Over the years, Moore said, the Warhol has earned a healthy revenue from touring exhibitions like “Andy Warhol: Revelation,” which examines the artist’s Catholic faith in relation to his artistic practice and is currently on display at the Brooklyn Museum. But then the coronavirus pandemic caused museums across the country to shut their doors.
“When something like a pandemic comes along, it doubles down on the idea that this is a pretty volatile business model,” Moore said, adding, “The museum was set up with a treasure trove of art but without an endowment.”
The Pop District is meant to provide a basis on which to start expanding the museum’s endowment — Moore said that the museum’s belief was that it had to do something new to spark that — while also creating new sources of income. Museum officials estimate that the district will be built in two phases over about 10 years and cost about $60 million. The first phase is being financed by commitments of $15 million from the Richard King Mellon Foundation and $10 million from the Henry L. Hillman Foundation. Some of that money has gone toward the purchase of a nearby parking lot that is intended to be the site of a performance venue that will accommodate 800 to 1,000 people and is to be built in 2024.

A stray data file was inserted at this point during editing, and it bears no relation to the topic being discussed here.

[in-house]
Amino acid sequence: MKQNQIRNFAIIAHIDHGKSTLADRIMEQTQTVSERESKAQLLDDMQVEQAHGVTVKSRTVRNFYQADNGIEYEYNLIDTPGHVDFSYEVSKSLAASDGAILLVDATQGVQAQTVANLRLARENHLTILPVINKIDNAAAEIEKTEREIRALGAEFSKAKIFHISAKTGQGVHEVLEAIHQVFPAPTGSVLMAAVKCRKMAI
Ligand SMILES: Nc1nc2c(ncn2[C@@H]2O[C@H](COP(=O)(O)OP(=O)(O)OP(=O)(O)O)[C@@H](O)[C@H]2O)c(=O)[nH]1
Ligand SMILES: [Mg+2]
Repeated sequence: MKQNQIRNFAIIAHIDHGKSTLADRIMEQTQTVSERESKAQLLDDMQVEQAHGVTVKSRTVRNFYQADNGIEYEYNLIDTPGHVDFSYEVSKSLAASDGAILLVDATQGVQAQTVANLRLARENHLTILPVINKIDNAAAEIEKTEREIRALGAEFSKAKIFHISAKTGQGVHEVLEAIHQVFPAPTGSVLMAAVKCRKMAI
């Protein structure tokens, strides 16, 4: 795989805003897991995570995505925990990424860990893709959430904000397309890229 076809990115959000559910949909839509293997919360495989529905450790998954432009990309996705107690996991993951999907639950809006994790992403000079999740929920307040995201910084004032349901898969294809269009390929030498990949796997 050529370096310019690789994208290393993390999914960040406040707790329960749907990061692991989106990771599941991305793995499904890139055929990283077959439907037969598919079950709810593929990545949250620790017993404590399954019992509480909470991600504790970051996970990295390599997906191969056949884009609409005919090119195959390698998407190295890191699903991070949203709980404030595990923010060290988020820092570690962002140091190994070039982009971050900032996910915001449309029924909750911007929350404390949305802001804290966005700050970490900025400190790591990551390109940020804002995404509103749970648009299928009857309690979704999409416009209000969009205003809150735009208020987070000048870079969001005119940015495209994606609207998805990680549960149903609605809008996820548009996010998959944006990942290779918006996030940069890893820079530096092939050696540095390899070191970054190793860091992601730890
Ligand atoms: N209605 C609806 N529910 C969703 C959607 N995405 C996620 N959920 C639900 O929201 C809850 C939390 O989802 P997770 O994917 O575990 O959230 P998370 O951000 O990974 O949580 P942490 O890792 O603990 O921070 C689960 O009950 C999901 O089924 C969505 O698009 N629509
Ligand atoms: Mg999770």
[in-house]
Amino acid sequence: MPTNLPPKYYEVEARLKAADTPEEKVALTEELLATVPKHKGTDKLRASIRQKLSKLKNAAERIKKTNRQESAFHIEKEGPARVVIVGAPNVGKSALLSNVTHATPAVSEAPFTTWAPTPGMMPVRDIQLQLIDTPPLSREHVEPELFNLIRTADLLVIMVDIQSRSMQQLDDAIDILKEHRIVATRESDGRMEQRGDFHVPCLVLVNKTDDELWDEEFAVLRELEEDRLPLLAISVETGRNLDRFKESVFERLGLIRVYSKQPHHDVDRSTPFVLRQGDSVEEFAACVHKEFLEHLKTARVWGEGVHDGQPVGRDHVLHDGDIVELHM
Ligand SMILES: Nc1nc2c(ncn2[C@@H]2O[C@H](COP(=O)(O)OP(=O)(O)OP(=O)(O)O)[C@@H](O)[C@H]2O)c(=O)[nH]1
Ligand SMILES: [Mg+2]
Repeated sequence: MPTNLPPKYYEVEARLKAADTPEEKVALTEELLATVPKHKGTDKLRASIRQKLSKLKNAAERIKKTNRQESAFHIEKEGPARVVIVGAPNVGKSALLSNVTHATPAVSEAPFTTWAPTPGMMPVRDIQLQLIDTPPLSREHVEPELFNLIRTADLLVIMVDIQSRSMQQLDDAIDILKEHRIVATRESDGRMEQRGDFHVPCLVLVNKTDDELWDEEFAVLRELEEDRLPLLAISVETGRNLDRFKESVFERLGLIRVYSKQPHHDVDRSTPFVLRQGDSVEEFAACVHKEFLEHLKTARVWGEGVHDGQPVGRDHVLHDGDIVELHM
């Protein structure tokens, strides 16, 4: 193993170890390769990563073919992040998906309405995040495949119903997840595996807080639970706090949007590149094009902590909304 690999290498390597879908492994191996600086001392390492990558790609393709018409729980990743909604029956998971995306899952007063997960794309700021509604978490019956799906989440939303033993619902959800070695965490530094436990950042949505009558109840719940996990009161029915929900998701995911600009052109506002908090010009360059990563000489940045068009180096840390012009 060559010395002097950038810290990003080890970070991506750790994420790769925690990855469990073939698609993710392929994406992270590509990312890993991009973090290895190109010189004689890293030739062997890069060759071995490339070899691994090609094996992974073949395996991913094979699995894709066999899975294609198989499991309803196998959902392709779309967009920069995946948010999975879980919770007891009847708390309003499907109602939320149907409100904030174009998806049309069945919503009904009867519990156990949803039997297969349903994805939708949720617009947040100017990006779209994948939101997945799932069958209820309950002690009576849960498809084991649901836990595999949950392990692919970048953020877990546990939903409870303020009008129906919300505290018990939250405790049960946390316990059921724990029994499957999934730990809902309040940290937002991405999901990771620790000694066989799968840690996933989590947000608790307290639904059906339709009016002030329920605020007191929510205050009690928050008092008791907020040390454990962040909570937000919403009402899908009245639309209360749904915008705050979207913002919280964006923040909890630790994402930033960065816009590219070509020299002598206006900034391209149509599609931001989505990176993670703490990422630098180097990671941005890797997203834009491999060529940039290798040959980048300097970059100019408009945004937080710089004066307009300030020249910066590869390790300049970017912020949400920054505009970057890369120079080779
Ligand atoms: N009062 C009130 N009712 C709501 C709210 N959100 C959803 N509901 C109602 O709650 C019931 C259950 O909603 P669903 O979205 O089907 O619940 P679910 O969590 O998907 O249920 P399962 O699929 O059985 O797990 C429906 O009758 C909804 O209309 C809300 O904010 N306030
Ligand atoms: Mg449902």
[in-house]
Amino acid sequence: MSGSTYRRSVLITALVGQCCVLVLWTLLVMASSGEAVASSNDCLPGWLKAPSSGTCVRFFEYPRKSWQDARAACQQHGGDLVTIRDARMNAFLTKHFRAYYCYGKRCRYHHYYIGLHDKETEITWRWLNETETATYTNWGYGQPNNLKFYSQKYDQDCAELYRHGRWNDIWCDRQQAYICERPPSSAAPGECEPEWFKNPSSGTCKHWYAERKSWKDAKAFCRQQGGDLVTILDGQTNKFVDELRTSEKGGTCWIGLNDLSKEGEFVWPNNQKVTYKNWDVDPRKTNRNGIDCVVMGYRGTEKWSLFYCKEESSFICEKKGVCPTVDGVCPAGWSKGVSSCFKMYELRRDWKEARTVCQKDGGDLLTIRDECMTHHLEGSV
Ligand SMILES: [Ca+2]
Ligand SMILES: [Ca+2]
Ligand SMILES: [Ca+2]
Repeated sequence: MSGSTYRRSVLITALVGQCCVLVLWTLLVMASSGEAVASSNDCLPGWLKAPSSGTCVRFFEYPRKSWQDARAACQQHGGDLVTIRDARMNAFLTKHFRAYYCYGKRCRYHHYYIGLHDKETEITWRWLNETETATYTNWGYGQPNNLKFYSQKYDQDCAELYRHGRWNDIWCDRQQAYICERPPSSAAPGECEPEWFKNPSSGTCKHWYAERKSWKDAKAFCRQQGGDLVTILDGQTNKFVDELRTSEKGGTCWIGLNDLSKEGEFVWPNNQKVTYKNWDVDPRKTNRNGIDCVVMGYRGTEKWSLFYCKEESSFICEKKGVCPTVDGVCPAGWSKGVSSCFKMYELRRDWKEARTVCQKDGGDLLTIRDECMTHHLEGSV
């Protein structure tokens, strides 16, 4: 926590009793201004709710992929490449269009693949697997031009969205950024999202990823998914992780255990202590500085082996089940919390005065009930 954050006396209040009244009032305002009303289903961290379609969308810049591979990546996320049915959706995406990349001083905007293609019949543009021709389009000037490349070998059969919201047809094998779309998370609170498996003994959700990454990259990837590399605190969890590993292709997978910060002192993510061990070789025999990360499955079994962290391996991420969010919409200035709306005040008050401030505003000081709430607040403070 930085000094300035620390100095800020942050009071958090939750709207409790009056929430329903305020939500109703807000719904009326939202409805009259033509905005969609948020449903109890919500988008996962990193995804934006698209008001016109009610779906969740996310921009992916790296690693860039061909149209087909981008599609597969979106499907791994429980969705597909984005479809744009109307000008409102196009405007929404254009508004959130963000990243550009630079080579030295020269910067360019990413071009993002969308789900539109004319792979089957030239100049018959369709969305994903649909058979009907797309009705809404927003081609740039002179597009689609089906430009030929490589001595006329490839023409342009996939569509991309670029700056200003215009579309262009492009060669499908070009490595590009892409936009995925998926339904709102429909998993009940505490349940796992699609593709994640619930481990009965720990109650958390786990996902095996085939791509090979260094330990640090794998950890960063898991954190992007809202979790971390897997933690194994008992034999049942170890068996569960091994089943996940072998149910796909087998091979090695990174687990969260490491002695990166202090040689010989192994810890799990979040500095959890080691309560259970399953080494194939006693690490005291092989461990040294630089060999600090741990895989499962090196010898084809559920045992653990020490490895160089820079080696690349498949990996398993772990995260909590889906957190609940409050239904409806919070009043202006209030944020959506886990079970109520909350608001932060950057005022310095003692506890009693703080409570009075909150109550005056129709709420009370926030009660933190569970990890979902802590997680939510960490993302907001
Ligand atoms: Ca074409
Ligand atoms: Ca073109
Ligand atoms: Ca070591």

The mural and the sculpture are to be followed in July by another part of the museum’s expansion. Several dozen young people ranging in age from their teens to their twenties who have been working as employees and paid interns for an in-house, museum-run group called Warhol Creative are scheduled to move into the seventh floor of an empty office building next to the museum. There, they will continue creating Instagram and TikTok content for the Warhol while being trained in digital skills and taking on projects for outside companies, like Dell, that are expected to bring in revenue to sustain the program.
Warhol Creative’s new work space will be provided at a preferential rent, Moore said, by Jeremy Leventhal, a museum advisory board member and developer from New York who owns the empty building and whose company has invested in several other commercial and residential properties in Pittsburgh, including a North Side complex of more than one million square feet called Nova Place, which is a couple of blocks from the Warhol.
Moore said that the collective Warhol creative work space is meant to capture part of the spirit of the Factory, in Manhattan, where Warhol mass-produced images, made films and engaged in what often felt like a lifelong piece of performance art with cameos by people like Lou Reed, Billy Name, Halston, Candy Darling and Baby Jane Holzer.